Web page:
Control opens with Jesse Faden entering the Federal Bureau of Control (FBC), a mysterious organization that she has a long history with. Her connection to this organization is significant, but the player is not quite sure why. Jesse’s family was taken from her and her only clues about what happened have led her to this organization. She enters hoping for answers, clarity, and closure.
Jesse’s journey is one that is familiar to us as fans of games. While Remedy Studios does a phenomenal job of making the experience of Control wholly unique, a story of a hero seeking answers about a mysterious past is nothing that the average gamer hasn’t experienced before. As I settled into my time with Control, this hero’s journey took a bit of a back seat as a more meaningful personal connection started to blossom.
When I was 4 years old, my mother was diagnosed with Multiple Sclerosis (MS), a degenerative disease of the brain and spinal cord. Essentially, an oversimplification of this disease is to say that your brain has trouble communicating with the rest of your body. This can cause significant long-term effects including, but not limited to, losing the ability to walk.
My mother’s experience with MS has not been totally debilitating; instead, she faces daily challenges for many of the quick movements the rest of us take for granted. Thanks to her own effort and progressive medicine, she has retained her ability to walk, using a cane or walker for short distances and a wheelchair for longer ones. When I was a kid, this all seemed normal to me. It wasn’t good. It wasn’t bad. It just was. It was the state of things. I never felt like it negatively impacted my childhood, and I certainly never thought it impacted my mother’s ability to provide for us.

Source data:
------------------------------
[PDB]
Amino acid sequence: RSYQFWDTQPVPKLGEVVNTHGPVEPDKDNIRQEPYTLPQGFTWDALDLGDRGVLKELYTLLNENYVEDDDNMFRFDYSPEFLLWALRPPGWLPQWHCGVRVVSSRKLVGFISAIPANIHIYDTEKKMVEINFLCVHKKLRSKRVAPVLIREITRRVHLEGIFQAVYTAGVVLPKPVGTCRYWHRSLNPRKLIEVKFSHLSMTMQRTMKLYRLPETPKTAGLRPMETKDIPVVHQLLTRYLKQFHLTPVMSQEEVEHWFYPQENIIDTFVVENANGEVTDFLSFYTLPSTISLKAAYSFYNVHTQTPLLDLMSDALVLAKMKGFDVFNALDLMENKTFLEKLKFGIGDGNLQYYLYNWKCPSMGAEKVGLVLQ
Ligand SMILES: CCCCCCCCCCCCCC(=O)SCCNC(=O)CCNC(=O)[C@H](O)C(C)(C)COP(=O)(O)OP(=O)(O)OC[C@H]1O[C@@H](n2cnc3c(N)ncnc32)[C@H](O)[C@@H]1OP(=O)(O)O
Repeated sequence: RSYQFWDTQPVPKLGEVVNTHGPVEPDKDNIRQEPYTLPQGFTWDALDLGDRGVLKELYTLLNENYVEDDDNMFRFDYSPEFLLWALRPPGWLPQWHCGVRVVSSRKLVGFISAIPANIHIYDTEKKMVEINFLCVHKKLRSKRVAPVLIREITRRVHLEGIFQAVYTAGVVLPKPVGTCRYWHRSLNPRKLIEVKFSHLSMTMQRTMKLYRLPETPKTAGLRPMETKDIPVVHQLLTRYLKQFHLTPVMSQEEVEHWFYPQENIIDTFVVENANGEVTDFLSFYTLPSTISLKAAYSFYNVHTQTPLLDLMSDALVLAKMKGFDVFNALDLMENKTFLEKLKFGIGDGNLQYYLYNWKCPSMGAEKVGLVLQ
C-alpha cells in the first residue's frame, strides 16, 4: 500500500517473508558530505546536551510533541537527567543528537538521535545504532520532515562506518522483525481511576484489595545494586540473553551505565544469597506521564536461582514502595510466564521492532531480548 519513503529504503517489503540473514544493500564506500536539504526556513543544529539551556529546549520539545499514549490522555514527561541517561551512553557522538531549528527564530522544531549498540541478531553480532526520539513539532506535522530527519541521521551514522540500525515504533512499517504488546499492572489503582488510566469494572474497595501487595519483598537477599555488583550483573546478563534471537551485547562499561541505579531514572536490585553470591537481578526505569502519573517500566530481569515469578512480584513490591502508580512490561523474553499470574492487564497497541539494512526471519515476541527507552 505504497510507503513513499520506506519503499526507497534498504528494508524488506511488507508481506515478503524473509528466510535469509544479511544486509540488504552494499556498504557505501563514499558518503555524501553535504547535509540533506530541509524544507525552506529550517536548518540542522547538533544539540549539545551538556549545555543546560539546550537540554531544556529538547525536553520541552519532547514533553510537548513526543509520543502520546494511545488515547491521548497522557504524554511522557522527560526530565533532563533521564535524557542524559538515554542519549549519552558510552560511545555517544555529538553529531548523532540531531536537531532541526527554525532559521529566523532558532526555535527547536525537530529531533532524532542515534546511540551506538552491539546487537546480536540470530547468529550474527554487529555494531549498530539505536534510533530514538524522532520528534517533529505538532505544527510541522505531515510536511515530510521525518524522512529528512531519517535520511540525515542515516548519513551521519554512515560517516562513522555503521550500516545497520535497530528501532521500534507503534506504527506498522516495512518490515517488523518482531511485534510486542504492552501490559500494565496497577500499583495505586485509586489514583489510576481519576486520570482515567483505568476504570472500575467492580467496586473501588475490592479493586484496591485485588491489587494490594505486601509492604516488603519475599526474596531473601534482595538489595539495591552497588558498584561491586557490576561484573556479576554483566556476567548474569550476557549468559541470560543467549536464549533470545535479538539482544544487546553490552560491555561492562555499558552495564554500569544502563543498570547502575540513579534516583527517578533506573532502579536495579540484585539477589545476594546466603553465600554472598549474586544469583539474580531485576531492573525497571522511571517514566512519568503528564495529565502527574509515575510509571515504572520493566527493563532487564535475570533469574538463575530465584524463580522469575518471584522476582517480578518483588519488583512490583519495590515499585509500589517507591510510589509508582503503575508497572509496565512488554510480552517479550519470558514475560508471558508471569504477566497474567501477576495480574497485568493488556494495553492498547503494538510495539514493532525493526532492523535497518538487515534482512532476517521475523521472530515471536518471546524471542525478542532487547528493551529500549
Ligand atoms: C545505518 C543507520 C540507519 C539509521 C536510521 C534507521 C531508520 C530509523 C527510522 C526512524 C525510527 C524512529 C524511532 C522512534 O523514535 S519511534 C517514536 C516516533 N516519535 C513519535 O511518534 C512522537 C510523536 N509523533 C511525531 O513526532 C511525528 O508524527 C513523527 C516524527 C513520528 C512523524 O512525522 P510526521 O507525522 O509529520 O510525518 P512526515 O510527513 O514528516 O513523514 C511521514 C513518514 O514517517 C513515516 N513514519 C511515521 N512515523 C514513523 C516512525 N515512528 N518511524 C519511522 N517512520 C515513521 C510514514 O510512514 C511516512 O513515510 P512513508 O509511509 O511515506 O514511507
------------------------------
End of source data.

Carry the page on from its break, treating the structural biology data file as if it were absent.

In the early hours of Control, Jesse is frustrated and angry at what the FBC represents and what it has taken from her. Her brother was taken in the middle of the night by men in black suits, her entire town decimated, family lost, etc. In her progression through The Oldest House, which serves as FBC headquarters, she finds several powers and weapons which make her a force to be reckoned with. She becomes more confident with each new ability she gains; she is emboldened and resolute in her purpose.
Jesse’s initial struggle and anger with the FBC struck a chord with me and got me thinking about my mother. As a mother of two young children, it must have been devastating to get that diagnosis. To think, will I be able to run and play with my children? Will I get to see them grow? Will I be physically able to provide for them? For Jesse Faden, the FBC represented all that she had lost and had potentially missed out on. For my mother, MS must have felt just about the same.
As the narrative in Control progresses, Jesse starts to use the FBC and the Oldest House to increase her power. As she navigates the inner workings of the system she has resented for so long, she starts to make it her own, reworking her fears and insecurities into the things that give her strength. The FBC, the organization she has viewed as the entity that has deprived her of a life, starts to offer her a new sense of purpose. At one particularly powerful moment of the game, Jesse goes as far as to say that she ‘loves’ the new ‘her’ that has blossomed under the FBC.